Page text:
Square Enix is still trying to find ways to lure people into playing Final Fantasy XIV. Their newest attempt to bring on newcomers includes lifting one of the game's restrictions that may have prevented some people from enjoying the game.
Previously, Square had it set up where gamers could only put in two week's worth of play time via a trial for Final Fantasy XIV. Once the two weeks were up, the trial would end and gamers would then have to put some money down in order to purchase a subscription.
At this point, the game is now based on how much you level as opposed to a fixed time. This is actually crazily fantastic news because the way that Final Fantasy works, it's actually possible to level up into different fields depending on what you want to focus on. There are crafting guilds and combat guilds, enabling gamers to profess in the field that they find most affable to their playing styles.
You could, technically, use the time to level up a bunch of different professions to get a feel for the game. And obviously, some of the professions in Final Fantasy XIV take a lot more time to level up than others.
It took me around two weeks in order to reach level 30, so give or take some time, the time restriction being lifted will probably put players at around the exact same amount of time to hit level 35. Of course, a lot of it depends on whether or not you join a guild, whether or not you play solo or party through the game, which location you choose to start in, and what quest routes you choose to pursue.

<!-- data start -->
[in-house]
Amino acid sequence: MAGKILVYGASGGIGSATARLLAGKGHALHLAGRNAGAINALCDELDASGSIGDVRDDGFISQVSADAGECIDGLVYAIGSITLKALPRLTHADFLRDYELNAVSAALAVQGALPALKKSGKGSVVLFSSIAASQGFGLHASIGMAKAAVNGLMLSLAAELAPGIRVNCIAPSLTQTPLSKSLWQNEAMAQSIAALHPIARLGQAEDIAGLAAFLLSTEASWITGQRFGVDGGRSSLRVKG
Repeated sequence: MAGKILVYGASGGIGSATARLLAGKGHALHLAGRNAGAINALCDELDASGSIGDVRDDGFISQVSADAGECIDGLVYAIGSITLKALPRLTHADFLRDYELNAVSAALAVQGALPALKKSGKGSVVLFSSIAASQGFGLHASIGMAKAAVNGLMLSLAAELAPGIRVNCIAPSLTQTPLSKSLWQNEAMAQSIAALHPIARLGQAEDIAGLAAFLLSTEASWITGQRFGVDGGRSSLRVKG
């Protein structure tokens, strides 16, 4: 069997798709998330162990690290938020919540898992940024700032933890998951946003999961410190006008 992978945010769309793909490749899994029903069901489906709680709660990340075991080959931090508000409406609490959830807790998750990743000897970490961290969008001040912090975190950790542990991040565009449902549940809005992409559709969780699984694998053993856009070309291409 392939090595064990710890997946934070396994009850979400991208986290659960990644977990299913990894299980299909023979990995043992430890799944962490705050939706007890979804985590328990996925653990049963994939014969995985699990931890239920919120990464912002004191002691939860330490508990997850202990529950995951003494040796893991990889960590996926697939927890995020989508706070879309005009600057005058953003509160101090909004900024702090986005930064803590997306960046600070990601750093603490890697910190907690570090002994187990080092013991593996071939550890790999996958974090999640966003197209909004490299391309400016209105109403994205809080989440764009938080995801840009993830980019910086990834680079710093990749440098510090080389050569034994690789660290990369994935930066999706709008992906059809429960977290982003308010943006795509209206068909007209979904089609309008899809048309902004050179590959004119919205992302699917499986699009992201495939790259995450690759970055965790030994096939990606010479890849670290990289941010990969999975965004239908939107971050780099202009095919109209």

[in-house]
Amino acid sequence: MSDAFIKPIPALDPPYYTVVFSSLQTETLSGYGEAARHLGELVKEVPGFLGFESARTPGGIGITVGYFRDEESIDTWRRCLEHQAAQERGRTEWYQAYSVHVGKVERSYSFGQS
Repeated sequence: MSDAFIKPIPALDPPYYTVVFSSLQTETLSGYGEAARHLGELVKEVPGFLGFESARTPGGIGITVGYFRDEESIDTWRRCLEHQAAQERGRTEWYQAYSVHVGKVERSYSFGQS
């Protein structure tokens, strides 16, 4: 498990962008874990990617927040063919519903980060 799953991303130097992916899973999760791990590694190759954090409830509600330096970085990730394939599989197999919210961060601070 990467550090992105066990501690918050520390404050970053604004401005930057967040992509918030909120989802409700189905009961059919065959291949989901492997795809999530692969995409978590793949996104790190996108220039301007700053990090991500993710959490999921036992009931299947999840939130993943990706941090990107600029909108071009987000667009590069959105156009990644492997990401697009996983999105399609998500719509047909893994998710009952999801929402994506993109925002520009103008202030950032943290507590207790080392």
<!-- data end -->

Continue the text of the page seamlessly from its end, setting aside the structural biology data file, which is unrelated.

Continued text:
As some people mentioned in the comment section on the Polygon article, you can put about 100 hours into Final Fantasy XIV and still not reach level 35. It's an extremely massive game with a ton of different kinds of content and opportunities to pursue depending on how you choose to play.
The combat wasn't much to my liking, as it was still very much typical MMO-style Tab-targeting, but the crafting, supplying and exploration professions added a whole new element of intrigue to the game, as players could focus on things like botany or mining, both of which require venturing around the environment to find herbs or ore nodes. There's also jewelry making, and leather making, and blacksmithing and lots of other different professions as well. Final Fantasy XIV is also rife with mini-games to help mix up the way the game is played.
Level 35 as a restriction seems like giving an awful lot of the game away for free, but if it turns into higher subscription numbers for Square Enix's MMO, then I guess it's all good.
Following the time restriction being lifted, Square also has some new expansions inbound, including the new Final Fantasy XIV: Stormblood update, which is due out this summer. So you might want to take the opportunity to use the free trial period to level-up and get good before the new content arrives.